Check out the following topics freshly picked from the Lebanese blogosphere this week. Enjoy:
A Case of Anti–Semitism?
An intense argument erupted between Prof Marcy Newman, who lectures at the American University of Beirut, and one of her colleagues after she sent out a flyer to AUB faculty announcing that the Lebanese Campaign to End Israeli Apartheid (LCEIA) would be screening two films as part of their campaign. Prof Newman posted  her statements and the responses she got from the colleague. It is an interesting debate, considering that it is taking place in the political science department of one of Beirut’s prominent universities:
So apparently I'm a self hating Jew. Maybe I can be the poster child for this. I was called that yesterday by a colleague in the political science department at AUB. I was also called an anti-Semite, which I suppose is the same as self-hating since I am a Semite.
Questions for the Non–Secular
With Lebanon falling rapidly towards sectarian polarization, NightS  poses these questions to the “non–secular”:
Questioning your god/faith shouldn't be a pissing off subject!!
Think about it:
-All the prophets/messengers lived on this earth weren't born with the faith they spread later.
-They had to think, wonder, analyze and “question” the existing faith to reach the new one.
-If they didn't “question” anything, they wouldn't have been what they are to us now.
-People followed them after they were convinced, convincing needed some “thinking” (both sides).
okay so far?!
Barricades and Graffiti
The police sets up barricades on the major streets of Beirut every evening. Some are in the neighbourhood of a diamond in sunlight . “These aren’t concrete barricades,” she states, “but metal fence barriers set in the street in such a way that they make a slalom course for passing cars.” And she also posts a photo of a graffiti showing metal fence barriers with figures of people bending the bars and trying to pass through them. About this she says:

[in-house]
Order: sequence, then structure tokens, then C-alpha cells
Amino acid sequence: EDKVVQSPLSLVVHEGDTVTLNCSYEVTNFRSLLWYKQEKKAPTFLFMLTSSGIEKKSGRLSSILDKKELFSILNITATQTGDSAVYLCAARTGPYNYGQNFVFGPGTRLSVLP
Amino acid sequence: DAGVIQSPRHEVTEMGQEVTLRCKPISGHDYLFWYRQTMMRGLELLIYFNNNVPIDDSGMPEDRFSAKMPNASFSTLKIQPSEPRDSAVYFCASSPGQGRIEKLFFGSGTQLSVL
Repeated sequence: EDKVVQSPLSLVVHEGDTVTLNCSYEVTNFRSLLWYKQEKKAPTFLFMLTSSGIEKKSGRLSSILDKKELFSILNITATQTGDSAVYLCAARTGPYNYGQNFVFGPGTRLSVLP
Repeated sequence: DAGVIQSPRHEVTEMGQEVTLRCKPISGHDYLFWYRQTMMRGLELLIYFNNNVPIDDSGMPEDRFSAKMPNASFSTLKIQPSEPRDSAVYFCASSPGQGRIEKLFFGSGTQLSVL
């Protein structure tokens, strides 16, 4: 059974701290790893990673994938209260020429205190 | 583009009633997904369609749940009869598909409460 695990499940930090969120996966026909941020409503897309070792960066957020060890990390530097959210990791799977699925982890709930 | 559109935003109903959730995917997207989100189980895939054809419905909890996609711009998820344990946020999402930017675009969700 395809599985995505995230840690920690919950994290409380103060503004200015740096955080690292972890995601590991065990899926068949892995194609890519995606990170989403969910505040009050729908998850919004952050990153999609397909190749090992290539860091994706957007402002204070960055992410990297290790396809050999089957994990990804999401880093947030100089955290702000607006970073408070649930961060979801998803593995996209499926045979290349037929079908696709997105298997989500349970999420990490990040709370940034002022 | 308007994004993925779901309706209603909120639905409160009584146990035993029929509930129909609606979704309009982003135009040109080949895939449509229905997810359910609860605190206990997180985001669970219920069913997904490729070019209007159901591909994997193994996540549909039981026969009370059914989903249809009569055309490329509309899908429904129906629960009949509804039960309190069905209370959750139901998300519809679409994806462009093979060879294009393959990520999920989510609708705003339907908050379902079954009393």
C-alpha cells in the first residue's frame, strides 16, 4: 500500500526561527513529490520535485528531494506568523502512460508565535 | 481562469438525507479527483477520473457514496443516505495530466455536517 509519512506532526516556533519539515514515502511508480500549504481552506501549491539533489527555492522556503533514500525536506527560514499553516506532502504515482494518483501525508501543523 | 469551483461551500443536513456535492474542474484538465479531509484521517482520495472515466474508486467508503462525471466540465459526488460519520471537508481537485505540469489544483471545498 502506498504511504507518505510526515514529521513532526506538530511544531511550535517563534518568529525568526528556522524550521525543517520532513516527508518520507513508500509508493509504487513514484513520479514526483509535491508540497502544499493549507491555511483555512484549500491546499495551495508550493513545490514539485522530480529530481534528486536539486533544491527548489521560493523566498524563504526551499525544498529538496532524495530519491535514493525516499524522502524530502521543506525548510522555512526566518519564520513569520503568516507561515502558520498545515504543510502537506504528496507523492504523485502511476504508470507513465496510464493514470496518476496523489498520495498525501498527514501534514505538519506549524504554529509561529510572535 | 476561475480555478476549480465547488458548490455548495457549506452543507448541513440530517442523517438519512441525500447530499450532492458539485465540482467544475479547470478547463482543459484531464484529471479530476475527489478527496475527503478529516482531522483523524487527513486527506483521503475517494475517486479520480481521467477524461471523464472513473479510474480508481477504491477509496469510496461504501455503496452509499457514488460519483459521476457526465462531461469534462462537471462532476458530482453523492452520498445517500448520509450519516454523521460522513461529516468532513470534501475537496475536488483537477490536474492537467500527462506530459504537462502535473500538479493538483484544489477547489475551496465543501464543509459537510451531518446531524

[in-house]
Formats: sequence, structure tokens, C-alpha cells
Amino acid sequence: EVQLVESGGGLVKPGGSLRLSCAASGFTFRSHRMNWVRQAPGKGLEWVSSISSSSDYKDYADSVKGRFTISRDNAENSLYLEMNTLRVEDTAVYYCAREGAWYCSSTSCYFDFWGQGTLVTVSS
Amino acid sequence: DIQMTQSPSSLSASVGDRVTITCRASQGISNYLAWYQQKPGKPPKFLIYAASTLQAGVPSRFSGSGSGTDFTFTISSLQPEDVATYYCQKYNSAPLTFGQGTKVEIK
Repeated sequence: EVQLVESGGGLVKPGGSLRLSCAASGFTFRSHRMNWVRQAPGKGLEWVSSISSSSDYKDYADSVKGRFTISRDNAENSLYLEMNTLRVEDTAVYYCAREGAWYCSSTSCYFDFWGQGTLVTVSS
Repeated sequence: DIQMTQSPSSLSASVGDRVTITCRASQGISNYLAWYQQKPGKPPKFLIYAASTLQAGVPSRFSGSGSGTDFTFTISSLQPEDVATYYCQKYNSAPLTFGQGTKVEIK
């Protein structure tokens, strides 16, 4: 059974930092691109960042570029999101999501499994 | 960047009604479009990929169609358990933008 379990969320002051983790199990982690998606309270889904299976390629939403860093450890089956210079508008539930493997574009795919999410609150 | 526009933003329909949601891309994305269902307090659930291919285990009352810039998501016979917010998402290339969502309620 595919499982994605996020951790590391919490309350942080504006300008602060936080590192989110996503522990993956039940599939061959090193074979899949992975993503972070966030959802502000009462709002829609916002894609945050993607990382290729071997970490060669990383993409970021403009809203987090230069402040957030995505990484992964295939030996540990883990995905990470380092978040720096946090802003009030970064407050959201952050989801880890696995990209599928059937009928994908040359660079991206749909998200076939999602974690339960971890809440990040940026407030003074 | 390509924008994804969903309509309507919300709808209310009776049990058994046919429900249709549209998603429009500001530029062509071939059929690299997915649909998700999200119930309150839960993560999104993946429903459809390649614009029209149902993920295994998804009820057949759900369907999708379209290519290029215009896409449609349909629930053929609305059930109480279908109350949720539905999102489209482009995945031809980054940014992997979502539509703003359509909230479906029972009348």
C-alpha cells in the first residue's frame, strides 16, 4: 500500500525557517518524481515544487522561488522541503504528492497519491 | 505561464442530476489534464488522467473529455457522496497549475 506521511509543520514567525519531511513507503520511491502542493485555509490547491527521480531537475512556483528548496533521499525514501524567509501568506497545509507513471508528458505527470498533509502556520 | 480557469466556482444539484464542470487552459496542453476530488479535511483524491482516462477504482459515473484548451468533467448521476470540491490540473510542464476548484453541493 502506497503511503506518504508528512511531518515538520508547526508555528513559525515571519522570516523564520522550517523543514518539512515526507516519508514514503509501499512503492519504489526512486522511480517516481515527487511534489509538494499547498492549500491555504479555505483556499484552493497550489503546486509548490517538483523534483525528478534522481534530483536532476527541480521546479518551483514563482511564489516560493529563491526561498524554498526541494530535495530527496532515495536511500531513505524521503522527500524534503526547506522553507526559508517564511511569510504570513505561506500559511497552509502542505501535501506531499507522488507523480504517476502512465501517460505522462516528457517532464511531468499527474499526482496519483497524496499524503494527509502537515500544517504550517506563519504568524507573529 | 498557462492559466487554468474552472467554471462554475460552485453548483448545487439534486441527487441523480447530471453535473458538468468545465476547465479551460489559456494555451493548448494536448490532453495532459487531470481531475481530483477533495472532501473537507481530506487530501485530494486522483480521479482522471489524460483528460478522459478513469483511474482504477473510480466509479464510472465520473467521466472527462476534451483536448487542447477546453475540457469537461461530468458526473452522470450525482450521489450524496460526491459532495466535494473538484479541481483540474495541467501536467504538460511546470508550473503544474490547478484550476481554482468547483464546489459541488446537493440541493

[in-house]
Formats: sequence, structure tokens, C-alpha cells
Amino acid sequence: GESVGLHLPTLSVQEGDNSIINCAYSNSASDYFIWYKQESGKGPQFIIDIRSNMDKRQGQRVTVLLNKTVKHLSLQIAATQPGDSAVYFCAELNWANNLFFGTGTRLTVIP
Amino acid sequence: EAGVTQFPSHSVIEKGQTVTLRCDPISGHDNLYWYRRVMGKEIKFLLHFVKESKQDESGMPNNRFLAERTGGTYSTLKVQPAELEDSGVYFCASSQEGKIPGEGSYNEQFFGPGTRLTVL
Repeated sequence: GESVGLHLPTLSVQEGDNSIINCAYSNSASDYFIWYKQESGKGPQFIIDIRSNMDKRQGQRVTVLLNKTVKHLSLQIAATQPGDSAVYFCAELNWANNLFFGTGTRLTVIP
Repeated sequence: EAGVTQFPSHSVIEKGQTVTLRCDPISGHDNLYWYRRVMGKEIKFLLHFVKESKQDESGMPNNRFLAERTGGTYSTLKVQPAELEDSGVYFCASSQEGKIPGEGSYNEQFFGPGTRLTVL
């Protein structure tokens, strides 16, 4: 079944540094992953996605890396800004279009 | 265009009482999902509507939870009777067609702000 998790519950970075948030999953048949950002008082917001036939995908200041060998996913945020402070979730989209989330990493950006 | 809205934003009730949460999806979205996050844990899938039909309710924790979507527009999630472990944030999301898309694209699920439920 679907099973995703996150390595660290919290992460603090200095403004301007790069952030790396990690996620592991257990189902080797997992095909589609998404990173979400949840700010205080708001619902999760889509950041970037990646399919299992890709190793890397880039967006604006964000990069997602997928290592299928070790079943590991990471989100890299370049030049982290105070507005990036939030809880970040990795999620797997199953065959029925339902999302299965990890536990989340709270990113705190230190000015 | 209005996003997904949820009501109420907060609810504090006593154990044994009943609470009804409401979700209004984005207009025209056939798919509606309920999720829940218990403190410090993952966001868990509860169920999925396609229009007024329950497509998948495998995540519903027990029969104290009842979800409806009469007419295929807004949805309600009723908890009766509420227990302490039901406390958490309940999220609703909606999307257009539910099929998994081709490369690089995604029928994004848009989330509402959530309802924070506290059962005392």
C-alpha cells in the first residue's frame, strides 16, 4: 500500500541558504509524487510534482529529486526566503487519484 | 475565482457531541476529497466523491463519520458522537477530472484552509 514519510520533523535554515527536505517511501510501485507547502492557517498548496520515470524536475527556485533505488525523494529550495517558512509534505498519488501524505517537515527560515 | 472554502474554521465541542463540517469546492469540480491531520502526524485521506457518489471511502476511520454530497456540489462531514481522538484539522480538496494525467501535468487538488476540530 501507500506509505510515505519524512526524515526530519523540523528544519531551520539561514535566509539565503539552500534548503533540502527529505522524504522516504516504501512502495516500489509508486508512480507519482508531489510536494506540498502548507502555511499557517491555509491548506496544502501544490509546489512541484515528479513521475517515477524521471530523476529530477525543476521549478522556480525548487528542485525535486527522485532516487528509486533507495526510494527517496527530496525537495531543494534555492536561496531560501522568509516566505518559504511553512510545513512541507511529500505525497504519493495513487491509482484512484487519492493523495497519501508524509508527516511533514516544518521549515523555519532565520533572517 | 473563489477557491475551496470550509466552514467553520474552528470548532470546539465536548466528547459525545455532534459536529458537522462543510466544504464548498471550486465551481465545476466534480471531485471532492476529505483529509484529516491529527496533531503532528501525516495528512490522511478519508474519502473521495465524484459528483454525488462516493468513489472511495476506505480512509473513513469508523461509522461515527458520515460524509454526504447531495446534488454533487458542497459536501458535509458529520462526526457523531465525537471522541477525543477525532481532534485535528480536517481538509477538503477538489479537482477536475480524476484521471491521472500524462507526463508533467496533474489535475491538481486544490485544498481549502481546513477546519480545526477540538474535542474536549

I like to interpret this graffiti as showing the capacity of the Lebanese to find lucid possibilities in even the most constraining of circumstances.
Jamal reports  on how short-tempered Lebanese are when driving. Luckily, for us, he mentions that these fights begins suddenly and ends abruptly. And as most of Jamal’s post, there is always some political implication involved.
The Lebanese on average have a shorter fuse than other great civilizations; but put a Lebanese dude or dudette behind the wheel and the whole concept of a fuse instantaneously combusts. I witness road ragers go at it on a daily basis. Most of the time I watch amused from afar wishing I had a camera on me to capture these priceless moments; when drivers burst out of their running cars and punches are exchanged for a couple of minutes until traffic moves again and everyone rushes back to their cars and order is restored. The sudden start and abrupt end to the fight always fascinates me. Sure, the insults hurled by the drivers resonate long after they driven away, but it does end and never escalates beyond the initial round.
Some posts were about the Virginia Tech shooting incident that took the lives of 33 students in the USA this week, especially since two of the victims were Lebanese. Blacksmith Jade  posts the photos of Rima Samaha and Ross Alameddine, the two Lebanese students who died in the incident. While Mazen  call on bloggers to join the One Day Blog Silence campaign for the victims of Virginia Tech.
Politics and Marriage
Finally, this analogy, comparing Lebanese politics with marriage from MacDara :
Lebanese politics, something like marriage:
Imagine a situation where someone wanted something but refused to tell you what it is they want. Exactly how are you meant to figure out how to help them?
Well the answer is that you must blindly accept that they can get what they want before you know what it is that they want. Only after you agree that they get will they tell you?
It of course sounds as if I am discussing a marriage but actually, I am discussing the Lebanese Political situation.